TBS Action Flick Is No 'Rush'


TBS Superstation set out to develop Die Hard
in a shopping mall as the premise for its yule-themed action thriller, Christmas Rush. Unfortunately, this gift package unravels, falling short in terms of characters and storyline.

Christmas Rush
doesn't capture the appeal of the original Die Hard (which also took place near the holiday) any more than the sequels in that franchise did.

Actors Dean Cain as Morgan, a suspended cop, and Eric Roberts as Scalzetti, an imaginative thief, do OK within the limited confines of their roles. But writer, director and co-executive producer Charles Robert Carner must shoulder most of the blame for this project's ultimate failure.

The opening segment sets the stage for Morgan's suspension, as a Chinatown official is wounded in a wild shootout between cops — led by Morgan — and an Asian gang trying to rob a local club.

Scalzetti, meanwhile, devises "the perfect score" — to rob the lavish Chicago Place shopping mall of the more than $10 million expected to be in its vault, awaiting transport to the bank on Christmas Eve.

But Scalzetti's supposed nobility of purpose (to finance a $250,000 bone-marrow transplant for his son with leukemia — shades of Denzel Washington's John Q) doesn't quite jibe with his selection of five psychotic heist partners.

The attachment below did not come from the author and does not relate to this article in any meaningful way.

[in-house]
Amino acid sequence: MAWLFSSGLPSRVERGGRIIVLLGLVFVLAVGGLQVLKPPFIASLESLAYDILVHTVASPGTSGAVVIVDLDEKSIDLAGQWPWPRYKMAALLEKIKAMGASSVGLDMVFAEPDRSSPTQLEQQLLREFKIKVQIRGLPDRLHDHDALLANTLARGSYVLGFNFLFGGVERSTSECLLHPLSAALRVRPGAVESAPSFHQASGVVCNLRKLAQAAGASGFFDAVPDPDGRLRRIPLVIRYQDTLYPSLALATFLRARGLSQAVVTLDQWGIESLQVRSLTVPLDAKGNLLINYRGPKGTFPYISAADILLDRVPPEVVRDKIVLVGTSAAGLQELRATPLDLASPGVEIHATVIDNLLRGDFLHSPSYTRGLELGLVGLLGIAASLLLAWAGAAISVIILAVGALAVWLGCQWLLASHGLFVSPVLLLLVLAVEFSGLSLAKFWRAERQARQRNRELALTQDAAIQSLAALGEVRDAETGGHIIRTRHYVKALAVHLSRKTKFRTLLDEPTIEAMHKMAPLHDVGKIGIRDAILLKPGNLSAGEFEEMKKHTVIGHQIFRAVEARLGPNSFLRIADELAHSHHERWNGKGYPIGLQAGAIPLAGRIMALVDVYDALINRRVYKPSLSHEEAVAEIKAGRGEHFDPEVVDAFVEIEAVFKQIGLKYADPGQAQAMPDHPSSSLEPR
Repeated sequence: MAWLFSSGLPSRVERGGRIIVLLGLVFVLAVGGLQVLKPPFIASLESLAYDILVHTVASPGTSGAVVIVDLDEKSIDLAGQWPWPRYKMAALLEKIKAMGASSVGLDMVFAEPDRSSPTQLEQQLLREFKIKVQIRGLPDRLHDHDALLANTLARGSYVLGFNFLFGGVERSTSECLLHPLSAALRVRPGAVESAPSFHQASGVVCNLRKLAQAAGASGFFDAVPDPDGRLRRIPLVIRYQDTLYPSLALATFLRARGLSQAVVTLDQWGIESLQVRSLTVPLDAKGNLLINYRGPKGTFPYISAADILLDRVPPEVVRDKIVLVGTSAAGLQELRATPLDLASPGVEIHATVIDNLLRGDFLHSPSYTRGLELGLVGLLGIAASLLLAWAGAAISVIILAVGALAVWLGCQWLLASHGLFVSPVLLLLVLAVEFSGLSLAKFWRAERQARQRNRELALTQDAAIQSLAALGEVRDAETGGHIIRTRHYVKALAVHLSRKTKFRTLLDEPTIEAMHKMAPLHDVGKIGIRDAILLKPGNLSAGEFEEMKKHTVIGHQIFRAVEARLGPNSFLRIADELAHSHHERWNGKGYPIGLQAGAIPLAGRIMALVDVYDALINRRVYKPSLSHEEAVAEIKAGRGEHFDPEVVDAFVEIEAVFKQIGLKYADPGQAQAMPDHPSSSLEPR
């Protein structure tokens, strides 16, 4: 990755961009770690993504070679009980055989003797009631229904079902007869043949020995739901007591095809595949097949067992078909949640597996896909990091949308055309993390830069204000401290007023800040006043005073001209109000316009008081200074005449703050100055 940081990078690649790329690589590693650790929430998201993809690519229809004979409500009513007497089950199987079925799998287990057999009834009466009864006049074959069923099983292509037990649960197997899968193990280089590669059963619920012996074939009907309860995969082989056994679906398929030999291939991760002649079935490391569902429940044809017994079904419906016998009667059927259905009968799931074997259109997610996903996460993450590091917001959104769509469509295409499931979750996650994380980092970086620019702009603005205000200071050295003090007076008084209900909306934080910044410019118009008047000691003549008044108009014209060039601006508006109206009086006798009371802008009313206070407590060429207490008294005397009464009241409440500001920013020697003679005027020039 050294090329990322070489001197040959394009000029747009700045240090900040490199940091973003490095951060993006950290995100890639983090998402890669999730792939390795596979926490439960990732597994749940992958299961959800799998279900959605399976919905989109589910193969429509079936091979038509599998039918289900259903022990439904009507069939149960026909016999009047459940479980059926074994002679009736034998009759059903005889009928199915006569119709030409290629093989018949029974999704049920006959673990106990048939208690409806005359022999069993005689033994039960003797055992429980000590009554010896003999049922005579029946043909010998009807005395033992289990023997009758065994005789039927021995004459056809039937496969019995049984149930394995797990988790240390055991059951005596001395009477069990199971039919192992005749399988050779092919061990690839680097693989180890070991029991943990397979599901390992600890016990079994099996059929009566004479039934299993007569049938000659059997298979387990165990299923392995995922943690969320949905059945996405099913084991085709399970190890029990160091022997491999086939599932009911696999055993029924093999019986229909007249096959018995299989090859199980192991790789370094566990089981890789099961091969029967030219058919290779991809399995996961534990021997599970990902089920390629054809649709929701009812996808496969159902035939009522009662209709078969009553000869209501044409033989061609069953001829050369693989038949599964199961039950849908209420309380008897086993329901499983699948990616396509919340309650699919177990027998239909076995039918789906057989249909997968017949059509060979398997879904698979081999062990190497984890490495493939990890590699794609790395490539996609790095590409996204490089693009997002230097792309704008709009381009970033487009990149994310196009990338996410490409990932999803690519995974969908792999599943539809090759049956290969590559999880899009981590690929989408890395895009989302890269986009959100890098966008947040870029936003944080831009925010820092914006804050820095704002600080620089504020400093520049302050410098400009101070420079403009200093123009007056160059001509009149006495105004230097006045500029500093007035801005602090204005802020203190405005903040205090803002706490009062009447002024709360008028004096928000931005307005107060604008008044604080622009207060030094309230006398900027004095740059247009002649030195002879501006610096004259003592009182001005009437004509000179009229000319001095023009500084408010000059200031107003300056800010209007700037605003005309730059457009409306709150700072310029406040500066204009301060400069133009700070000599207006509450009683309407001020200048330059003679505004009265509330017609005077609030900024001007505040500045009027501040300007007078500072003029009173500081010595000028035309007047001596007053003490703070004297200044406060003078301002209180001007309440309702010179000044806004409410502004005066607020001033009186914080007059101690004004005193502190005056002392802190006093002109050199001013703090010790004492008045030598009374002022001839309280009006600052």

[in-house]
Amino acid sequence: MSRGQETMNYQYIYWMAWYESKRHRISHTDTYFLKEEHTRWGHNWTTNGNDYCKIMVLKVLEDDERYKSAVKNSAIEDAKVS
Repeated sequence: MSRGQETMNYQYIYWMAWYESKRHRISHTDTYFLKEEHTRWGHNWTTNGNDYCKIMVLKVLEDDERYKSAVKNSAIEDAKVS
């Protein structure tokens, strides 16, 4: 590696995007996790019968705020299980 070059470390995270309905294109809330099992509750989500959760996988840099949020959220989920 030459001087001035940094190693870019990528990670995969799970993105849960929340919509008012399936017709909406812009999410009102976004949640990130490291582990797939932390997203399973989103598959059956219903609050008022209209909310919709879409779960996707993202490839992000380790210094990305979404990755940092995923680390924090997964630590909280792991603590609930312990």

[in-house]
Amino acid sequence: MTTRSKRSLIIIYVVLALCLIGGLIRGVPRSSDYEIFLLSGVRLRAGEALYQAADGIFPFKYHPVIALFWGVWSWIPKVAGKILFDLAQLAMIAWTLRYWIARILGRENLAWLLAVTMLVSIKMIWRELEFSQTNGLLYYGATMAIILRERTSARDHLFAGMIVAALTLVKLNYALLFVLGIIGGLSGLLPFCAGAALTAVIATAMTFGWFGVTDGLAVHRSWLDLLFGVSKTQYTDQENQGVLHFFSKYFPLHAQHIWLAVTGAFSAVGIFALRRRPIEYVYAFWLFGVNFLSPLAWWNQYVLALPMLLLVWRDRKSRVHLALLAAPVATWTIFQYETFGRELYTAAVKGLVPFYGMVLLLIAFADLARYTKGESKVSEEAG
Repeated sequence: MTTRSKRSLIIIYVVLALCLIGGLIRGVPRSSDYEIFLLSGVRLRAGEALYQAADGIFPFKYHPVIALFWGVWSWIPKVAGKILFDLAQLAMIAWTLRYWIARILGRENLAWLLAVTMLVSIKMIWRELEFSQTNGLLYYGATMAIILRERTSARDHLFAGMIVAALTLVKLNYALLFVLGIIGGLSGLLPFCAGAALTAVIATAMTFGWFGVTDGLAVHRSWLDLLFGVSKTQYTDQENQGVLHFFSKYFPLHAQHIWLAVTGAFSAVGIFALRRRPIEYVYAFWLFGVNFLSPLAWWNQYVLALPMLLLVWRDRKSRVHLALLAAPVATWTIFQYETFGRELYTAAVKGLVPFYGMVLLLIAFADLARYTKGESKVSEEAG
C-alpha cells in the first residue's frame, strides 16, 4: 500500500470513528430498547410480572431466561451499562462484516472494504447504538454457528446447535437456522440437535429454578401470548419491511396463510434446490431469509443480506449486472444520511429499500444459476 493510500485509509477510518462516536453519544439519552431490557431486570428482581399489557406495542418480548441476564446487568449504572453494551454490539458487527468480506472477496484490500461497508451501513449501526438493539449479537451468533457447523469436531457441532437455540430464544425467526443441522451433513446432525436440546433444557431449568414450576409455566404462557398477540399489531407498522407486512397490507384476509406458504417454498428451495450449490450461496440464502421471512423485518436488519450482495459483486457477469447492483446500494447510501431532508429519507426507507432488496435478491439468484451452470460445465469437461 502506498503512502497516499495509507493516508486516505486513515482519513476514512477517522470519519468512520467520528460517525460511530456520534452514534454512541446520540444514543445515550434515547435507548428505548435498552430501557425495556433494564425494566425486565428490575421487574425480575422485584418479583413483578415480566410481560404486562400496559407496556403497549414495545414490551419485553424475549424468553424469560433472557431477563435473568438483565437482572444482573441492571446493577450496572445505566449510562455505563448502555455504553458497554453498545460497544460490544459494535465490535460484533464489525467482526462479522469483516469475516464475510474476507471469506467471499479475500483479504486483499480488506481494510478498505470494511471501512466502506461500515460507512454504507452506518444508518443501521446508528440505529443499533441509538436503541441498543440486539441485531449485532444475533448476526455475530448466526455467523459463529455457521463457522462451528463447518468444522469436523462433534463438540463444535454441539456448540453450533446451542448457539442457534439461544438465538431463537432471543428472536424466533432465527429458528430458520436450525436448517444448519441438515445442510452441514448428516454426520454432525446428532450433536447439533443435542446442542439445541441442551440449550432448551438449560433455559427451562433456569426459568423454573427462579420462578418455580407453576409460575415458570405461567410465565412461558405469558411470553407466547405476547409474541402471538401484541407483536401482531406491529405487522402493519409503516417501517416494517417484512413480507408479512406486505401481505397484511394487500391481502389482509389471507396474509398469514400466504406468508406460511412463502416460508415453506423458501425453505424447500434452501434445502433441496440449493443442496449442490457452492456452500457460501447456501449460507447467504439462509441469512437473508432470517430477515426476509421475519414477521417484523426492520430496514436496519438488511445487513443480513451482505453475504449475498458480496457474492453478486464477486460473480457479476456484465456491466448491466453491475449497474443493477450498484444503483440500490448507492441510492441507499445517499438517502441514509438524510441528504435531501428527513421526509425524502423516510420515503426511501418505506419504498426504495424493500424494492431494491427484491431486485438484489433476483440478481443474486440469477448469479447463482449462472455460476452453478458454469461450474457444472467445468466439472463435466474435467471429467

Morgan goes to the mall to meet his wife Cat (Erika Eleniak). But before he reaches the jewelry store where she works, he spots Scalzetti and his henchmen marching menacingly through the shopping venue.

After following the gang to the basement shipping-and-receiving area, Morgan incredibly makes off with the money and hides it in a men's room. That's followed by a series of slugfests and gunfire that trashes entire sections of the mall, as the movie deteriorates into a mindless shoot-'em-up reminiscent of those that crowd premium-cable networks' late night schedules.

Carner and his creative team try to work in some family themes and a feel-good ending for the holiday, but those get lost amid all the murder and mayhem. Scenes involving Cat and a half-dozen others taken hostage by the gang — including a boozy store Santa and a mother and daughter — are particularly stilted and uninspired.

In the last half-hour, when Scalzetti escapes with Cat and the loot through a hole blasted with explosives, the story also falls into a hole. The subsequent subterranean go-kart chase is similar to — and works no better than — the final underground motorcycle chase in Arnold Schwarzenegger's Collateral Damage.

Christmas Rush
bows Dec. 1 at 8 p.m. on TBS.